Given the man Papo was, if the Edwardses had any food left, he probably took it to that poor family and didn’t tell his own children for the sake of preserving their neighbors’ dignity.

His children remembered Papo as a slow talker but a deep thinker. He never made a quick decision, but acted only after prayer, deliberation, and sleeping on it. Whatever the answer was, he arrived at it through careful reason, not passion. Acting on impulse was the sure way to lose your money, in Papo’s view.

Papo worked for a time in a sugar factory and received his weekly wages in a brown packet. He had a firm rule with himself: Wait twenty-four hours before spending a penny of it. Uncle L.C. said that as a young working man, he thought his father’s rule was silly. You have the money, he figured, so why not enjoy it?

But when he got married and started a family of his own, he understood Papo’s good sense and followed the rule himself. Uncle L.C., who worked at the DuPont chemical plant, has done well through saving and investing over the years. To this day, he credits Papo for teaching him by word and example the importance of being careful with your money and not letting your passions guide your decisions.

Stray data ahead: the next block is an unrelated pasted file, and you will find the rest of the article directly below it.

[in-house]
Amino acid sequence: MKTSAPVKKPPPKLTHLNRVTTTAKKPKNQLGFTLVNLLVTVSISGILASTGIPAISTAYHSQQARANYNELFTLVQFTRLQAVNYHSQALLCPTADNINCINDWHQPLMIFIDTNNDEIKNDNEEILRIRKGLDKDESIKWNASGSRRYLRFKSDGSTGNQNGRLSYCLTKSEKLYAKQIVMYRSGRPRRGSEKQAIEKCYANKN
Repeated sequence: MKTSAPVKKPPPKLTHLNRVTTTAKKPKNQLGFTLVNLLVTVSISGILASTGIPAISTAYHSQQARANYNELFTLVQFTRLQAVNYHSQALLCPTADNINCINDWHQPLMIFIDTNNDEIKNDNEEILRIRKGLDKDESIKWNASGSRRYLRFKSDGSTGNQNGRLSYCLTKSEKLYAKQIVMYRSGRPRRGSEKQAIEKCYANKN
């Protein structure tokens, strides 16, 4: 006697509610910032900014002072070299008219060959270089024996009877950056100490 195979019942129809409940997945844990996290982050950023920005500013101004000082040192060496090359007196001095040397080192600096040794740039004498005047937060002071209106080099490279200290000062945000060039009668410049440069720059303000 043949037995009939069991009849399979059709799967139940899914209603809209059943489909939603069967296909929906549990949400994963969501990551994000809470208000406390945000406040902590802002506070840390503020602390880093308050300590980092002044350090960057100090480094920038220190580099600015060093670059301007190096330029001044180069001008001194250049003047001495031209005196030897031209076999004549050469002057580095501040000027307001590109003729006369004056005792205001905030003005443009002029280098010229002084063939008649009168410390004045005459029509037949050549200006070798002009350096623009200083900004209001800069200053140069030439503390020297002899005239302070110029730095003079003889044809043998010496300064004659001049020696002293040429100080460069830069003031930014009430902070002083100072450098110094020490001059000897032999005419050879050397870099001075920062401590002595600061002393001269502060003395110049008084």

Talking with L.C. was like speaking with a black version of my own father. Though he had long been in retirement when I met him, L.C. was always thinking of ways he could make a little money. He told me about how he would take fatherless black boys from a nearby trailer park, and try to teach them something about working to make money and to plan for the future. He told me how sorry he felt for those young men, who had no father in the home to offer them direction, or a sense of responsible manhood.

But his pity had strict limits. Like my own father, L.C. was death on those who wouldn’t work or practice self-discipline. He told me about how his own wife, a retired public schoolteacher, quit her job the very day the last of their adult children no longer needed their help paying for college. She was of a generation for whom education was the most precious thing, their ticket out of poverty and oppression. Today, though, she was worn down by students who wouldn’t work, wouldn’t behave themselves, and parents who blamed the schools and the teachers for their kids’ failures.